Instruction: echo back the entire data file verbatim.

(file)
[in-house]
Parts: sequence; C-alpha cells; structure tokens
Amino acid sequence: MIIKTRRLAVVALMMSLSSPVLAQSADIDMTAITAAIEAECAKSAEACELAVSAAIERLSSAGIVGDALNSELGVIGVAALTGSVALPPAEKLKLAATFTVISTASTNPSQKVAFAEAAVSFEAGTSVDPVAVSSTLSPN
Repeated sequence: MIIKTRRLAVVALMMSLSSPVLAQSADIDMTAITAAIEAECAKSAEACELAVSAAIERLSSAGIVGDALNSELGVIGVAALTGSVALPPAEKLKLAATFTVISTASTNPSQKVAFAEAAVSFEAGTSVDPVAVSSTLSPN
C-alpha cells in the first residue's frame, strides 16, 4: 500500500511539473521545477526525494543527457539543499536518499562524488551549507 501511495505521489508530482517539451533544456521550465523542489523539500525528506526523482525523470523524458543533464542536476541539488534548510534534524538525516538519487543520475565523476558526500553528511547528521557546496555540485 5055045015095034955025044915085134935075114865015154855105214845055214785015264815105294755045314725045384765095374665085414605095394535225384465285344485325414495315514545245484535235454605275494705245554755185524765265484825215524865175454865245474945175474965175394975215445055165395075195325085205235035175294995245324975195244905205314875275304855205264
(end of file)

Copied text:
[in-house]
Parts: sequence; C-alpha cells; structure tokens
Amino acid sequence: MIIKTRRLAVVALMMSLSSPVLAQSADIDMTAITAAIEAECAKSAEACELAVSAAIERLSSAGIVGDALNSELGVIGVAALTGSVALPPAEKLKLAATFTVISTASTNPSQKVAFAEAAVSFEAGTSVDPVAVSSTLSPN
Repeated sequence: MIIKTRRLAVVALMMSLSSPVLAQSADIDMTAITAAIEAECAKSAEACELAVSAAIERLSSAGIVGDALNSELGVIGVAALTGSVALPPAEKLKLAATFTVISTASTNPSQKVAFAEAAVSFEAGTSVDPVAVSSTLSPN
C-alpha cells in the first residue's frame, strides 16, 4: 500500500511539473521545477526525494543527457539543499536518499562524488551549507 501511495505521489508530482517539451533544456521550465523542489523539500525528506526523482525523470523524458543533464542536476541539488534548510534534524538525516538519487543520475565523476558526500553528511547528521557546496555540485 5055045015095034955025044915085134935075114865015154855105214845055214785015264815105294755045314725045384765095374665085414605095394535225384465285344485325414495315514545245484535235454605275494705245554755185524765265484825215524865175454865245474945175474965175394975215445055165395075195325085205235035175294995245324975195244905205314875275304855205264